Premier League clubs set to discuss financial regulations - report
08 Aug 2012
English Premier League clubs are set to propose new regulations that aim to control rising player salaries, transfer fees and agent payments at a meeting next month, according to ESPN.
Clubs are set to meet on September 11 to address the financial situation of the Premier League. With the majority of the League’s clubs still operating on a loss-making basis, the issue of how to best utilise its huge new domestic broadcast deal is sure to be high on the agenda. The Premier League secured a huge 70% rise in the value of its domestic live rights in June, with BSkyB and BT splashing out a combined £3.018 billion in an agreement spanning three seasons from 2013-14 to 2015-16.
While the Premier League’s top clubs are now operating with UEFA’s new financial fair play (FFP) regulations in mind, the League itself has yet to instigate formal financial controls. The Football League in April revealed details of a FFP scheme that will see clubs promoted to the Premier League who have failed to adhere to the rules being hit with a ‘fair play tax’. The move will see English football’s second tier join Leagues One and Two in applying the rules from the beginning of the 2012-13 season. Clubs will now be required to provide accounts to the Football League by December 1 each year, illustrating whether they have stayed within acceptable boundaries on loss-making and shareholder equity investment. The intentions of Premier League clubs are unclear, but ESPN reports that the agenda of next month’s meeting could involve some form of salary cap.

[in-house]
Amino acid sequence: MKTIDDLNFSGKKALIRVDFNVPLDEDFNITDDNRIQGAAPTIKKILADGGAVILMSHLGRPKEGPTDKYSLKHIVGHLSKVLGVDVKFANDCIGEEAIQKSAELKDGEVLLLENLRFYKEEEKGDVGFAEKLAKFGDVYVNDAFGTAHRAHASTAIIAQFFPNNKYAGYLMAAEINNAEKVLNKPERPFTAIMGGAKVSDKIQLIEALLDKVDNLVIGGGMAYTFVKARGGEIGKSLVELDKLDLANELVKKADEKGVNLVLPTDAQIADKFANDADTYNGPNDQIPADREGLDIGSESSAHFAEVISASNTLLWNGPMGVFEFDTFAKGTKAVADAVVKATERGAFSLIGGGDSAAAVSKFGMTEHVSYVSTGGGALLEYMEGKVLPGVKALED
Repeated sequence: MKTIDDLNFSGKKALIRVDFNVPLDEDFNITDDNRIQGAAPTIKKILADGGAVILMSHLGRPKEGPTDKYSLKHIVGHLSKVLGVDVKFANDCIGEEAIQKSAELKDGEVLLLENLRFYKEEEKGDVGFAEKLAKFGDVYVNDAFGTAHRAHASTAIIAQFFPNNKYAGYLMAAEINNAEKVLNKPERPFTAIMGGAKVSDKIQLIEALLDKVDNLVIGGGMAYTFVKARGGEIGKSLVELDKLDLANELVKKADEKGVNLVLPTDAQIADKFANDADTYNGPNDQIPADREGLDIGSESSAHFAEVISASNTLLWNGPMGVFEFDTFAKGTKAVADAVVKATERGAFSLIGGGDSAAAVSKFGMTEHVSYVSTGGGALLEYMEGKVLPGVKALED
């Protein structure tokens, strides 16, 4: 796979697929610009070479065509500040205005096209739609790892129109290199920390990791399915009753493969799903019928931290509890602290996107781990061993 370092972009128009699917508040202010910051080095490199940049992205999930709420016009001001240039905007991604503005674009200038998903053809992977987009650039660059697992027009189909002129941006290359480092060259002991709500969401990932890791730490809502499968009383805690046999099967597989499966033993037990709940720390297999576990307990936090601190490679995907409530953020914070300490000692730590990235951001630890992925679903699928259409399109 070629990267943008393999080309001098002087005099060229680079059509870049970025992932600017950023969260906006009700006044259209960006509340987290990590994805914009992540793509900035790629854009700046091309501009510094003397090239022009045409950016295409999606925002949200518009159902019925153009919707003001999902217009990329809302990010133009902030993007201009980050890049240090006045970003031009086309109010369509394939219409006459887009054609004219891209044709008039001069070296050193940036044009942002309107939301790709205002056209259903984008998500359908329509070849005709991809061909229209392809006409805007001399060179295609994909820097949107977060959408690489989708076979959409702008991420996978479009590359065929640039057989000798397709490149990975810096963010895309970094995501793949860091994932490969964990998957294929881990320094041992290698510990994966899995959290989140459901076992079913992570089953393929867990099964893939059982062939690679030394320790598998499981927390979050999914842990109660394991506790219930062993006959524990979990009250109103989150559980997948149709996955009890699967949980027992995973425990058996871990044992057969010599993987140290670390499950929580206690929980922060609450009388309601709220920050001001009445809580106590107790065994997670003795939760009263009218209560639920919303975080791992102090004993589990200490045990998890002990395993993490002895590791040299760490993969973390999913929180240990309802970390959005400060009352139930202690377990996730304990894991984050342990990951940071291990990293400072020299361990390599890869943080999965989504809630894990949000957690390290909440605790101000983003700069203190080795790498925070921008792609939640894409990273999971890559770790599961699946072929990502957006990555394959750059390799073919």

Phillip Beard, chief executive of Queens Park Rangers, said: “The game is so competitive it tempts clubs to push their financial boundaries, so the challenge is how to manage them as each club is a different size and scale to the next. There are different forms of investment so the detail has to be very carefully worked out. But I agree that no one is immune to what has happened to Glasgow Rangers and Portsmouth, and it is not healthy if 13 or 14 clubs in the Premier League are not profitable, but you have to look at Manchester City who made a loss last season yet they are the wealthiest club in the world. The fact is that clubs want to manage their own business and not be told how to manage and run their business, and while we won’t get to where the States have no promotion or relegation, salary caps and a draft system…it is clear that everybody wants to find a route to run football in a sensible business way.”